Irish Aid - alleviating hunger and malnutrition
GebreMariam Desalegn’s farm sits in a valley at Begasheka set amongst the hills of Tigray, in northern Ethiopia. Even in the dry season his fields, lush and green, stand in stark contrast to the arid, dusty hills which surround them. This is because GebreMariam, who supports his wife and 4 of his 6 children from this farm, has been a part of two Irish Aid supported projects which have transformed farming in the area.
To deal with the problem of scarce water an Irish Aid supported project has engaged local farmers in watershed management. This involves building water collectors, small dams, terraces and planting trees; all of which help trap water in the soil. The work takes place across whole valleys or watersheds raising the level of moisture captured in the soil for entire communities. Now GebreMariam says ‘there is an improvement in the water table. Whenever we plough we find moisture in the soil.’
To build upon this a second Irish Aid supported project sought to increase farmers’ production by working with them to introduce better crop varieties. Farmers joined research groups organised by the Tigray Agricultural Research Institute in order to share ideas, receive training and to test which crops varieties were most useful for their land. Working closely with farmers has meant that the crops and new farming methods are selected based on the farmers needs; allowing for increased yields, more nutritious crops and a better ability to cope with extreme weather or diseases. Climate change is already having an impact in Ethiopia, making the climate warmer and seasons more unpredictable. Therefore, water management and improved hardy crops even more important to help farmers like GebreMariam cope with these changes.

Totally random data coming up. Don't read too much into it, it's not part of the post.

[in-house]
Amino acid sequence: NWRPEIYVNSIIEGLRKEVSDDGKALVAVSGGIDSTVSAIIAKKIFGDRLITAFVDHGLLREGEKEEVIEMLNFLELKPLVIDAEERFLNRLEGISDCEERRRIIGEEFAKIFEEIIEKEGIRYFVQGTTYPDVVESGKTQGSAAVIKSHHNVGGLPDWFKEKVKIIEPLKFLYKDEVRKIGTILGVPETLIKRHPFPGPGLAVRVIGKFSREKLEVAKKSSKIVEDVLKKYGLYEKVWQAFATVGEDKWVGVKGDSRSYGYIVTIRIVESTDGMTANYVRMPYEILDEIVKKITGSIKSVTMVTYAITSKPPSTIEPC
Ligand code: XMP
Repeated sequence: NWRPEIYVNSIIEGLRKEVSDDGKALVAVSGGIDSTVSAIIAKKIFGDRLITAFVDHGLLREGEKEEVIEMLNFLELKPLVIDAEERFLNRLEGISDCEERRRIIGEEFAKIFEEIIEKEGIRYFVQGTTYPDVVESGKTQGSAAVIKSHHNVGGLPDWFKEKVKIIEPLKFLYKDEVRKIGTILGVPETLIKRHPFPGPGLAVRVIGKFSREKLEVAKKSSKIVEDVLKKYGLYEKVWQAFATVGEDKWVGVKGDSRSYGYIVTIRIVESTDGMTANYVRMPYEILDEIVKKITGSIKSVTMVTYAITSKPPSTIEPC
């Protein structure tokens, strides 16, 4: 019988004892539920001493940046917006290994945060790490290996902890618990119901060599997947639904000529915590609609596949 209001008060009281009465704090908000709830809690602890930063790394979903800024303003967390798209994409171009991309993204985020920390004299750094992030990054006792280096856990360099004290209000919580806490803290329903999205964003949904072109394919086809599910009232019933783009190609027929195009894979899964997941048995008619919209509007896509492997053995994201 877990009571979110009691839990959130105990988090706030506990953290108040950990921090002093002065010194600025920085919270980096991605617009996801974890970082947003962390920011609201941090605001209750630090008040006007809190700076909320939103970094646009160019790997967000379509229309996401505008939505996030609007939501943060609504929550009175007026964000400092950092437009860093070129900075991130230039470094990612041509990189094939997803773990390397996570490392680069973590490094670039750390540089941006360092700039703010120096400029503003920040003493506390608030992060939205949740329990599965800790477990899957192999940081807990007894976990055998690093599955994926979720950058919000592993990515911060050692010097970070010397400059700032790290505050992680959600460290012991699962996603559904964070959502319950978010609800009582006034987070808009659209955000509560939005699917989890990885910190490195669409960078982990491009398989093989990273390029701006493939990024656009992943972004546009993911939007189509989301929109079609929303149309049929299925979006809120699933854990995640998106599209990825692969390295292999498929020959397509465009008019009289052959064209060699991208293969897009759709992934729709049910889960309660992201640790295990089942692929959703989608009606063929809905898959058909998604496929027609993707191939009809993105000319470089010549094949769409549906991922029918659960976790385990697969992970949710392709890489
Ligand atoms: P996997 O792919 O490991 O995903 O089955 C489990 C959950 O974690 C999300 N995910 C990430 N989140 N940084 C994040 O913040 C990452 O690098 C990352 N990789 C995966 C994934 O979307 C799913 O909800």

Thanks to these two projects, not only is GebreMariam’s farm more moisture rich but he is also able to grow new varieties of chickpeas during the dry season after his maize crop has been harvested. The chickpeas he says ‘can easily grow using residual moisture.’ From one eighth of a hectare GebreMariam can now grow 300 kilos of chickpeas. ‘Compared to the local variety it is high yield and we can generate more income,’ says GebreMariam about the chickpeas, and what is more, he smiles ‘they are tasty.’ This sort of complimentary support makes a real difference in the lives of poor farmers, not only improving their incomes but also helping them to better cope with the changes brought by climate change.
Listening to the experiences of communities who are already living on the frontlines of climate change and trying to cope with the challenge of hunger and undernutrition is an essential first step towards finding solutions that will protect the poorest and most vulnerable. The Dublin Conference on Hunger, Nutrition, Climate Justice taking place in mid April will bring together a diverse audience of policy makers, local people and global thought leaders to learn from practical experience and inform our future development efforts.
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